A picture of the crowd in front of the G.A.R. and W.R.C. hall was taken during the afternoon by M. H. DuCate, who used to be a Clark county man years ago at Greenwood. A base ball game between Spencer and Marshfield with a score largely in favor of the home team was also a feature of the afternoon's fun.
Thursday evening occurred [sic] the regular camp-fire program, consisting of speeches by O.A. Britton of Superior, S.D. Pitcher of Oshkosh, and Geo. B. Parkhill of Thorp, which, interspersed with plenty of music made the evening a jolly one for all who could crowd into the hall.
The business session took place Friday morning, this closing the three day encampment. Capt. J.W. Tolford of Neillsville took charge in place of President H.R. Crowell of Spencer and Rispa E. Crowell as secretary.
A committee on resolutions consisting of Messrs. J.H. Welch, E.D. Romaine and Geo. B. Parkhill was chosen.
On invitation of P.F. Lantz, which was duly acted upon it was voted to hold the encampment next year with the Thorp post and the officers to have charge were elected as follows:
C.H. Sheldon, president.
Fred Rossman, vice president.
Chris. Tiedemann, treasurer.
B.J. Brown, secretary.
In addition to the foregoing the following vice presidents from the towns represented in the association were chosen:
Thos. Vine, Greenwood.
J.H. Welch, Loyal.
Geo. F. Caldwell, Augusta.
M.B. Smith, Stanley.
H.H. Crowell, Spencer.
G.W. Henderson, Marshfield.
August Hornstead, Dorchester.
J.W. Tolford, Neillsville.
H. Hutton, Colby.
The committee, appointed, for the purpose, reported the following resolution, which was adopted.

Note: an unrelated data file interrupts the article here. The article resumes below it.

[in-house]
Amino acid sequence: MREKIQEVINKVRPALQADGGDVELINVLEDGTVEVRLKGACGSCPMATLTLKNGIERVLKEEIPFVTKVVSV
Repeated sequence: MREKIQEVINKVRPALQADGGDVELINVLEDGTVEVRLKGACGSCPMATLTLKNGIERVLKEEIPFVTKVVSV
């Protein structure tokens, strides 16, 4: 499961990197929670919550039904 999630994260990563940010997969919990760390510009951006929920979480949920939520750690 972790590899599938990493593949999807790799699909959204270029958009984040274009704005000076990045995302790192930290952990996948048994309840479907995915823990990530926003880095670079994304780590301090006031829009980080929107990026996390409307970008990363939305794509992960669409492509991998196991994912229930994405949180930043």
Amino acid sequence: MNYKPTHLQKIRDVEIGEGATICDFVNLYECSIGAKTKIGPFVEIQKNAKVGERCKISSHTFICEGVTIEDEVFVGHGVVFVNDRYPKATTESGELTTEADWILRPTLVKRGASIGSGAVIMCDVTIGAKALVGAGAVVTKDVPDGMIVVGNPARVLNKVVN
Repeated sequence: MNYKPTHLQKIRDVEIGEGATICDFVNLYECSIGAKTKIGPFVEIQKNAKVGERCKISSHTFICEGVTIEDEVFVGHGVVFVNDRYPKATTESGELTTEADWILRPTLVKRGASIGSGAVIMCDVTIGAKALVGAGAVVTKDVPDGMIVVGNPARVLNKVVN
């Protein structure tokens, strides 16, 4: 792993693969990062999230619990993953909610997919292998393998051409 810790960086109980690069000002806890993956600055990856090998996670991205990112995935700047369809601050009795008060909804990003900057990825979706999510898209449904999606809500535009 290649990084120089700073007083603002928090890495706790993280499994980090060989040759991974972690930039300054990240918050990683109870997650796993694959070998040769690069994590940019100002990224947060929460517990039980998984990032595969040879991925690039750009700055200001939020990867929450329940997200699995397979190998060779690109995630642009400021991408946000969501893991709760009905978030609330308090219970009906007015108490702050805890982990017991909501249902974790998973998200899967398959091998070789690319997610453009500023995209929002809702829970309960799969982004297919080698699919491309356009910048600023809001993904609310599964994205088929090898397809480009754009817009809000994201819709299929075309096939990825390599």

Resolved, that in the death of comrade J.H. Sargent of Stanley, we have lost a warm hearted and patriotic comrade, an efficient officer, an intelligent worker along all the lines of patriotic work, and that in his death there comes a vacancy that will be hard to fill.
We realize that our ranks are thinning but this comfort comes to us, that in our unselfish devotion to the cause of patriotism though the workers cease to be, the excellence of their character still abides.
The committee on resolutions also reported at this time as follows:
Resolved, that this association extend a vote of thanks to the citizens of Spencer for their cordial welcome and hospitality during our thirteenth annual encampment, and further resolved, that a vote of thanks be and herby is extended to the Colby band and Baker drum corps, G.A.R., W.R.C., and all citizens who assisted in making this thirteenth encampment a grand success.
Resolved, that a copy of these resolutions be sent to all the newspapers in our jurisdiction with a request that they be published.
-Geo. B. Parkhill,
A special vote of thanks by rising was tendered the secretary for her efficient services, not only in the convention proper, but throughout the encampment, Capt. Tolford even going so far as to suggest that the meeting adjourn early in order to give those present time to kiss each other and that he wanted to begin with the secretary.
Altogether the occasion was a happy one and will long be remembered by those participating. Everything moved along nicely and a spirit of good cheer was dominant. There was a little feeling, on the part of only a few however, because the band boys would not play any Friday morning. Their work was thouroughly [sic] appreciated as was that of the Baker drum corp.